UMEM Educational Pearls

As the cold and snow rips through the United States, hypothermia is a major concern because each year approximately 1,300 Americans die of hypothermia.

Classification of hypothermia:

  • Mild (32-35 Celsius): shivering, hyperventilation, tachycardia, but patients are usually hemodynamically stable.
  • Moderate (28-32 Celsius): CNS depression, hypoventilation, loss of shivering, risk of arrhythmias, and paradoxical undressing
  • Severe (<28 degrees Celsius): increased risk of ventricular tachycardia/fibrillation, pulmonary edema, and coma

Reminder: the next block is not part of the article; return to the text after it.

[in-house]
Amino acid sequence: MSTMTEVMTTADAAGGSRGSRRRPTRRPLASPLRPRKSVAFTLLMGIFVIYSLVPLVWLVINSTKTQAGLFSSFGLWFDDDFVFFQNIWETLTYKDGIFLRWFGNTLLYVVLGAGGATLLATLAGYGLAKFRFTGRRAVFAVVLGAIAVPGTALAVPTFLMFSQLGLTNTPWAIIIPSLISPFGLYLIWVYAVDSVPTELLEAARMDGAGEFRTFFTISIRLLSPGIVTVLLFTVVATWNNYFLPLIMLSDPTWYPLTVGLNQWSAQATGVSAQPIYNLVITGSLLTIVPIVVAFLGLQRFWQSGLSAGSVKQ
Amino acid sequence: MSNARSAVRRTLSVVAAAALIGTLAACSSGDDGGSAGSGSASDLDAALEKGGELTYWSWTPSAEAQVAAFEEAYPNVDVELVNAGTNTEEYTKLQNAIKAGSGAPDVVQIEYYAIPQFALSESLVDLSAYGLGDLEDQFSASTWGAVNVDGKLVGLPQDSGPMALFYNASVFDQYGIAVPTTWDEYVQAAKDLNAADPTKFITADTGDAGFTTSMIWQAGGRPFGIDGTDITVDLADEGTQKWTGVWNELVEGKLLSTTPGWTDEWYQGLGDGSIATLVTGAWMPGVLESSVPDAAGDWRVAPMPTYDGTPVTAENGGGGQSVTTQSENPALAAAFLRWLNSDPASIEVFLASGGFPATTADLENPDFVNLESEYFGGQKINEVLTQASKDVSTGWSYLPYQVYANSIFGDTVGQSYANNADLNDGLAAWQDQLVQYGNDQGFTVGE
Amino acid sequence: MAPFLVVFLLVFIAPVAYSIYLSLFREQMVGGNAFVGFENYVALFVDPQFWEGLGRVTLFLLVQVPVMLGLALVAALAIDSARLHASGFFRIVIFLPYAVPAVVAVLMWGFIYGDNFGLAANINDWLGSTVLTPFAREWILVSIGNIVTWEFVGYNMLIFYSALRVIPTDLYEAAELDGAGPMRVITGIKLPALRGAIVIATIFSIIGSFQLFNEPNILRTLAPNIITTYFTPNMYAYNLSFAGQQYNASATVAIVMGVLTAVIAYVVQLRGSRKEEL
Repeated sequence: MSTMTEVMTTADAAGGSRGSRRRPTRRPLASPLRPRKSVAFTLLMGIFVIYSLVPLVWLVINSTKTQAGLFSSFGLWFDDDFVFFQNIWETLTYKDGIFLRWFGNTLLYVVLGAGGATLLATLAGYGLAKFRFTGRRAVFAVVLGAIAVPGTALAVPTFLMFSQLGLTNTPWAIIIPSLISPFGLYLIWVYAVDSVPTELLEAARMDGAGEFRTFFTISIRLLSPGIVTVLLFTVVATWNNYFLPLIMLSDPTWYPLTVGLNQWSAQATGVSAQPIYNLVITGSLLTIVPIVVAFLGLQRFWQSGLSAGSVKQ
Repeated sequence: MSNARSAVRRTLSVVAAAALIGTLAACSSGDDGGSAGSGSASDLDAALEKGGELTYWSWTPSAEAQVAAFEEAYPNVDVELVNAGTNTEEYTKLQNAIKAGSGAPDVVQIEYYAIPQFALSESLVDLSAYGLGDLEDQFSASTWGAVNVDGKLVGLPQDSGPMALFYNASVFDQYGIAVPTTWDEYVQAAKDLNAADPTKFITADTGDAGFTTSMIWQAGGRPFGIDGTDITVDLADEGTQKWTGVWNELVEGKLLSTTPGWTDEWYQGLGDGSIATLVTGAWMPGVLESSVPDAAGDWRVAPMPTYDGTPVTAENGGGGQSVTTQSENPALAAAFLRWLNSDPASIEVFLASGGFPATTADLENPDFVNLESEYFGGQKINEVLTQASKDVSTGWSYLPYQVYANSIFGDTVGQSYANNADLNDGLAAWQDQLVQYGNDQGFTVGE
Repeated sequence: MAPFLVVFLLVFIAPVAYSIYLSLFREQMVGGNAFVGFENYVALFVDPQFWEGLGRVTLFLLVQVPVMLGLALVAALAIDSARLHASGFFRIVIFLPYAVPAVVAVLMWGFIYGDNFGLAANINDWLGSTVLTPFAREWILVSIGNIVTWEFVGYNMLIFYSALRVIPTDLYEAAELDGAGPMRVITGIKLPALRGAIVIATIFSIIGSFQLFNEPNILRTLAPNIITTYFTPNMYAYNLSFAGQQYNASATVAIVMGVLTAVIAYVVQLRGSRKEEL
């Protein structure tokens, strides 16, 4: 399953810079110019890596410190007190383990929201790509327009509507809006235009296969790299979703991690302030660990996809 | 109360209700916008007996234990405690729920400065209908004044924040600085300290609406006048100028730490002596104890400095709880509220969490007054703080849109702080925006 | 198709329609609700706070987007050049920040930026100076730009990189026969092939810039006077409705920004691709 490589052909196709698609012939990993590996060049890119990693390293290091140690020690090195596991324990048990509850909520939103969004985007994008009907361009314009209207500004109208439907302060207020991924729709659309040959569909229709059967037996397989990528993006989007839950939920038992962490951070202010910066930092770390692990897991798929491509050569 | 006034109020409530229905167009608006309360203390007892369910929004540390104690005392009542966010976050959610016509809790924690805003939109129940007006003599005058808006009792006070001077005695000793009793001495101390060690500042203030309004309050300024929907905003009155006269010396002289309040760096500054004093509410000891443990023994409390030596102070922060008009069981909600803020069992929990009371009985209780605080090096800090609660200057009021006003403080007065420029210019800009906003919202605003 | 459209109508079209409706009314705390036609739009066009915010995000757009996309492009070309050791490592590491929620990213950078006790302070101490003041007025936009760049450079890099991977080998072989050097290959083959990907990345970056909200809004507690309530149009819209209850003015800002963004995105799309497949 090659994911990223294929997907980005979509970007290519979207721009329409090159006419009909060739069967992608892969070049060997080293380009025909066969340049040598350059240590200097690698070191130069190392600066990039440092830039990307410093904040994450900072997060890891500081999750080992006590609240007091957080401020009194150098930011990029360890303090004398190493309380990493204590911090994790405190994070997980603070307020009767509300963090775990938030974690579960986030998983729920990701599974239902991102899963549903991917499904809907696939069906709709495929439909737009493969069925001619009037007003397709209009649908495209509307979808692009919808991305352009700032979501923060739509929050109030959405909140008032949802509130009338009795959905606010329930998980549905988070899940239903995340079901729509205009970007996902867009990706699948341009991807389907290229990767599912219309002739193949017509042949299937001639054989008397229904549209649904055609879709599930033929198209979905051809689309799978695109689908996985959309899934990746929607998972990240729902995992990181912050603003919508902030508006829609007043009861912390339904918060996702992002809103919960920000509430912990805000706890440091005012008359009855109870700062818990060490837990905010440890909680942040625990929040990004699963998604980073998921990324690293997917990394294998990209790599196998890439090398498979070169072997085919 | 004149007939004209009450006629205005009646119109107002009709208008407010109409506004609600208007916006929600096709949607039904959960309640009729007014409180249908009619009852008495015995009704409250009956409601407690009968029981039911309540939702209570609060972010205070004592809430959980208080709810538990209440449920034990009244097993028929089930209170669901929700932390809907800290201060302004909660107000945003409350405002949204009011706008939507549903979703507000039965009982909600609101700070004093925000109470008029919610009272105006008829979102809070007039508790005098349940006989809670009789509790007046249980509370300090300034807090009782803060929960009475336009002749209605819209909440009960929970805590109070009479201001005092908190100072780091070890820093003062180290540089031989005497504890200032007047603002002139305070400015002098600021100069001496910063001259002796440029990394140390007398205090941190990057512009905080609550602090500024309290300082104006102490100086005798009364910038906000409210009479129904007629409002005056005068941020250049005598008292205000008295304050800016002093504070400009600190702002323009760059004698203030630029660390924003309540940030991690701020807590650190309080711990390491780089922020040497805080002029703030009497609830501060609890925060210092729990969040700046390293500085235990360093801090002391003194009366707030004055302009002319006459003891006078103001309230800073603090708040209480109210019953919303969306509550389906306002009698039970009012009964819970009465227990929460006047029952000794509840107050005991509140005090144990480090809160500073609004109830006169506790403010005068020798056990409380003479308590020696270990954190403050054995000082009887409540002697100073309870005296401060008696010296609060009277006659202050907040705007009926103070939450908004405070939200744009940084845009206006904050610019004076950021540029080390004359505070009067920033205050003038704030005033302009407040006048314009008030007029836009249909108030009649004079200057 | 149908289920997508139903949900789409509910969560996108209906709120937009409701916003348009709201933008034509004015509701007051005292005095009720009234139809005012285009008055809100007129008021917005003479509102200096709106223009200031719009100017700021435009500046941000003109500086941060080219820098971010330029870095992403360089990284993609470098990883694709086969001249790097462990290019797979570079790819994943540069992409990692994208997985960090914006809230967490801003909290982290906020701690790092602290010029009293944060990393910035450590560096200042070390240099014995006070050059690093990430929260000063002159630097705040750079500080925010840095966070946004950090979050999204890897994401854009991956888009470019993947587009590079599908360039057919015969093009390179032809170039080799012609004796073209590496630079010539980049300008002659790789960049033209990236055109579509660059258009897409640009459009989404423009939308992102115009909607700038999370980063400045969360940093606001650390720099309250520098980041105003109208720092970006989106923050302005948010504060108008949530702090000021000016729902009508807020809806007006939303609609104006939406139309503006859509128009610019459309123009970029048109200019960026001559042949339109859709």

The risk of cardiac arrest increases when the core temperature is less than 32 Celsius and significantly rises when the temperature is less than 28 Celsius. Rapid rewarming is required as part of resuscitation should cardiac arrest occur.

A rescue therapy to consider (when available) is extra corporeal membrane oxygenation (ECMO). ECMO not only provides circulatory support for patients in cardiac arrest, but allows re-warming of patients by 8-12 Celsius per hour.

Some studies quote survival rates of 50% with hypothermic cardiac arrest patients receiving ECMO versus 10% in similar patients who do not receive ECMO.

As winter lingers in the United States, consider speaking to your cardiac surgeons now to plan an Emergency Department protocol for hypothermic patients that may require ECMO.